British-era tunnel gets discovered in Mumbai govt-run hospitaltext_fields
Mumbai: Inside the premises of the government-run JJ Hospital in Mumbai, a 132-year-old tunnel structure has been found, PTI reported citing officials' accounts.
The structure is 200 meters long and was found under a building where the Sir Dinshaw Manockjee Petit Hospital for Women and Children operated earlier and later converted to a nursing college.
The tunnel was found when an inspection was conducted of the building to address a water leakage complaint.
The foundation stone of the British-era heritage building was laid by Lord Reay, then Governor of Bombay, on January 27, 1890, said Dr Arun Rathod, Medical Superintendent of the hospital.
Hospital Dean Dr Pallavi Saple said that the Mumbai collector and Maharashtra Archaeology Department were informed since the building is a heritage structure.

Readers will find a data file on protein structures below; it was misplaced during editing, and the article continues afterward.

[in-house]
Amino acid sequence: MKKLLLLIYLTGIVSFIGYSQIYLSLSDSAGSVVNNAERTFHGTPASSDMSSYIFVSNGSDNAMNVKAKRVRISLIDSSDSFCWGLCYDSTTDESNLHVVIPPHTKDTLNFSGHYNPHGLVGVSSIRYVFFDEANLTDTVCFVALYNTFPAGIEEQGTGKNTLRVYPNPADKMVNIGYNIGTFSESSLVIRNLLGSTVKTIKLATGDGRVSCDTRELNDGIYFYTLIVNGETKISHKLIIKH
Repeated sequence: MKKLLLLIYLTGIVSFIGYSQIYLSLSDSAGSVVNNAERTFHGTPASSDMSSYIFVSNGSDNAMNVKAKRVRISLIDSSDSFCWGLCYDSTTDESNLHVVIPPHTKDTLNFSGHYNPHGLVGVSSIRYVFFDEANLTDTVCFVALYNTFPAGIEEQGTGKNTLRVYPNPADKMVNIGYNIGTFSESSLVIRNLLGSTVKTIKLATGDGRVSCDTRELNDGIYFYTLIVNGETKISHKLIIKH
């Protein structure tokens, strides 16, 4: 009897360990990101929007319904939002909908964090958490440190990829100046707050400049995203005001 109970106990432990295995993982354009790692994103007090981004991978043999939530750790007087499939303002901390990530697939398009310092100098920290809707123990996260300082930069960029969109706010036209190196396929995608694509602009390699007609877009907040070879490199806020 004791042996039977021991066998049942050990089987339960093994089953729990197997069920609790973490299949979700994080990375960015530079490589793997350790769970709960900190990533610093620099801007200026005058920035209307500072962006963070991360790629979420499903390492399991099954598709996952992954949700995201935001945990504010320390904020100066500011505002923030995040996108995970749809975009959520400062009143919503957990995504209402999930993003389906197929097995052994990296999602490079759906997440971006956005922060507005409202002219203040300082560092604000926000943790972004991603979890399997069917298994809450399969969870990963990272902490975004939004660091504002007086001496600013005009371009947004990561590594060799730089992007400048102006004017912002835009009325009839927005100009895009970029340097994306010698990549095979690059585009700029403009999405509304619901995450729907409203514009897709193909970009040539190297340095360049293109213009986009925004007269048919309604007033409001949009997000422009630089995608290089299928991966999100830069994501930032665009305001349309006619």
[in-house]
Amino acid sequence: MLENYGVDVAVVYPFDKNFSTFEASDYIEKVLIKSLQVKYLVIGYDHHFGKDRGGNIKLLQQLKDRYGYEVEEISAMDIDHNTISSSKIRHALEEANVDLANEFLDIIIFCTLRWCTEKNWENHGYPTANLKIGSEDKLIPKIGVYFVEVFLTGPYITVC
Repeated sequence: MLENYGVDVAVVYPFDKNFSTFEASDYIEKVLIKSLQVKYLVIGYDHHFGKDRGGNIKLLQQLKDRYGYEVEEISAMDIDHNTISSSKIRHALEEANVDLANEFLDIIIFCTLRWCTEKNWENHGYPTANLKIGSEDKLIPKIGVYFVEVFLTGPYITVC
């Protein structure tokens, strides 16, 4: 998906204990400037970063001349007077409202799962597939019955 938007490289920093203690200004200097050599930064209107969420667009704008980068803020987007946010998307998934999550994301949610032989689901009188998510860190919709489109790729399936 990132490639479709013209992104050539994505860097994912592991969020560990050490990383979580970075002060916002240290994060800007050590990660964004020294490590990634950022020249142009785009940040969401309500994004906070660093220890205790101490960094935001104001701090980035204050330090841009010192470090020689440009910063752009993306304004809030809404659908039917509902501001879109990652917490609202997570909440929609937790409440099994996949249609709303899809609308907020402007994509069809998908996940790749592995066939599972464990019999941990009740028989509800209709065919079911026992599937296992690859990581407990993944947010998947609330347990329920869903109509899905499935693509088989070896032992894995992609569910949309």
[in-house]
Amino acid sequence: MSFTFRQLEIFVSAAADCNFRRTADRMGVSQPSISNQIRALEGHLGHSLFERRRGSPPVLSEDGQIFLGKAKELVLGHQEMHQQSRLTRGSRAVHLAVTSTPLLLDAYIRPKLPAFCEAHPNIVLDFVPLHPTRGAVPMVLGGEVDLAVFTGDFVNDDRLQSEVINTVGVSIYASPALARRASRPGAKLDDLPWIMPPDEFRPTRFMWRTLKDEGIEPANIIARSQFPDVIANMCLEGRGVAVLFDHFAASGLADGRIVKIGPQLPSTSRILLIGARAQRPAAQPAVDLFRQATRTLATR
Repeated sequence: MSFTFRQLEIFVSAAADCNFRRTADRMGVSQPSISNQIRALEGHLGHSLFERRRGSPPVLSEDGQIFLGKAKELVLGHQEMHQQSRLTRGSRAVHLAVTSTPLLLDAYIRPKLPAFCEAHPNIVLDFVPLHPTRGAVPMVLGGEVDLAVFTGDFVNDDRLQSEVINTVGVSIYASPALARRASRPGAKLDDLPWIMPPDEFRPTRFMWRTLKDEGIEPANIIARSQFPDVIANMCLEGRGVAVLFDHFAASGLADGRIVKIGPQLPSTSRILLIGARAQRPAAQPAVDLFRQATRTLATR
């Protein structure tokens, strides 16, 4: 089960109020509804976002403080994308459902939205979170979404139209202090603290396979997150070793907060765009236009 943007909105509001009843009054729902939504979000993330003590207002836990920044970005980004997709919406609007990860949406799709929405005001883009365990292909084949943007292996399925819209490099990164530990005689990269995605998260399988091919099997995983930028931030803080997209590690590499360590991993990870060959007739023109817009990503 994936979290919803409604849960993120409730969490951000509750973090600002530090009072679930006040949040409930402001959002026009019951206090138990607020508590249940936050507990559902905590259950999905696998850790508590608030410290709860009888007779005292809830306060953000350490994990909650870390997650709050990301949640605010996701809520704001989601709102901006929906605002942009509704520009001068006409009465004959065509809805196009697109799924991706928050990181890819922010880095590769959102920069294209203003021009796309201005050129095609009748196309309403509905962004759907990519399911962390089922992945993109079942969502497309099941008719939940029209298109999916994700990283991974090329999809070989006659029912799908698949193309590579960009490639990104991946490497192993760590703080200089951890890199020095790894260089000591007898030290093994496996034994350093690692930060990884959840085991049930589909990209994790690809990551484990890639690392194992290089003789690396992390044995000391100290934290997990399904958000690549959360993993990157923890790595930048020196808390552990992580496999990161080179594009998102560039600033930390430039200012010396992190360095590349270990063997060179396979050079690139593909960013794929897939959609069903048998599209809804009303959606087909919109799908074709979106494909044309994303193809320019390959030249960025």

The medical superintendent, Rathod, further said that the discovered structure is 4.5 feet high and has several brick pillars and an entrance sealed with a stone wall.
He said that they entered the structure after opening a sealed ventilation duct, three ft-by-three ft in size. There are many such sealed openings on the front and rear sides of the structure. Some former hospital employees told him that another British-era building located behind this building has a similar structure underneath, but the info is unverified, Rathod said.
Rathod explained that the building under which the tunnel was found was designed by architectural executive John Adams and inaugurated on March 15, 1892. The construction cost was ₹ 1,19,351.
Inside the JJ Hospital campus, there are multiple British-era heritage structures.
Dr Saple said, "We are now planning to start a heritage walk through the hospital premises."